Senior researcher Tin Maung Than of the Myanmar Development Resource Institute said Burma’s economy was particularly vulnerable when shifts in the political landscape occurred. Good business conduct had yet to be established, he said.
“There is no rule of law if there are no established [modes of] conduct and institutions. If there is no institutional governance… the economy will be impacted whenever political turmoil arises,” he added. Read more.....
Derek Tonkin writes: It is reasonable to assume that in the run-up to the elections foreign investors will take no decisions of substance, but will await not only the outcome of the elections themselves but also the nature of the Administration which will be established by the new President. This is most likely to be a military nominee, either the incumbent President, at least for a time, or another senior figure who is persona grata with the military.
In any case, the looming global financial crisis stemming from the collapse of share prices in China will give investors cause to be particularly cautious about new investments anywhere in Asia in the short to medium term.
The likelihood that the National League for Democracy will replace the Union Solidarity and Development Party as the majority elected party in the legislature will significantly boost the NLD's influence in the Union Parliament, but there is little or no prospect of an NLD sponsored or supported president emerging, now that the Speaker Shwe Mann has fallen from grace. The immediate future, though, is opaque and we should expect the unexpected.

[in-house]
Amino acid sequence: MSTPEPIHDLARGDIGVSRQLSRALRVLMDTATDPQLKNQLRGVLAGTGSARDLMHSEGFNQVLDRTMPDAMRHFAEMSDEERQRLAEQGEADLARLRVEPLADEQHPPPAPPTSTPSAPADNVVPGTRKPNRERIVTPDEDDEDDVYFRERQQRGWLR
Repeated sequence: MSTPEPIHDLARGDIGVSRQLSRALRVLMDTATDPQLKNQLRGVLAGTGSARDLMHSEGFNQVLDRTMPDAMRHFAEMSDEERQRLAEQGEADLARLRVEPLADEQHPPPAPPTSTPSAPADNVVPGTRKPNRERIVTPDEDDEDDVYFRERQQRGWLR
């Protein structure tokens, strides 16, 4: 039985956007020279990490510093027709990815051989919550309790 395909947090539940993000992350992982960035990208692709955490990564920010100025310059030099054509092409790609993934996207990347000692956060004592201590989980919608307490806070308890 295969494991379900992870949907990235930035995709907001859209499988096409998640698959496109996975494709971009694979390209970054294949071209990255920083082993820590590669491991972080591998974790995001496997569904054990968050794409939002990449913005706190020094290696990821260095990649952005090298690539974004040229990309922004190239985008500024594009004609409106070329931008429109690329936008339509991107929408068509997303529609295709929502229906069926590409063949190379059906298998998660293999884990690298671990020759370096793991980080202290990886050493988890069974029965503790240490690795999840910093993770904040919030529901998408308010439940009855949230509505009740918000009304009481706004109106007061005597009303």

Mr. Shwe Maung’s plight is but one example of what appears to be the mass disenfranchisement of the Rohingya, a persecuted Muslim minority who number around one million in Myanmar. David Scott Mathieson, a Myanmar expert with Human Rights Watch, called the exclusion of the Rohingya “a dark cloud over the democratic integrity of the elections over all. This is the government really stripping them of their last right,” Mr. Mathieson said. “It suits the government’s long-term plan of compelling them to leave.”
Derek Tonkin writes: As the election approaches, we may expect more Kafkaesque moments of this kind. The NLD's electoral denial of the Student Generation Group and the purge of Thura Shwe Mann as Chairman of the majority USDP are two more such moments.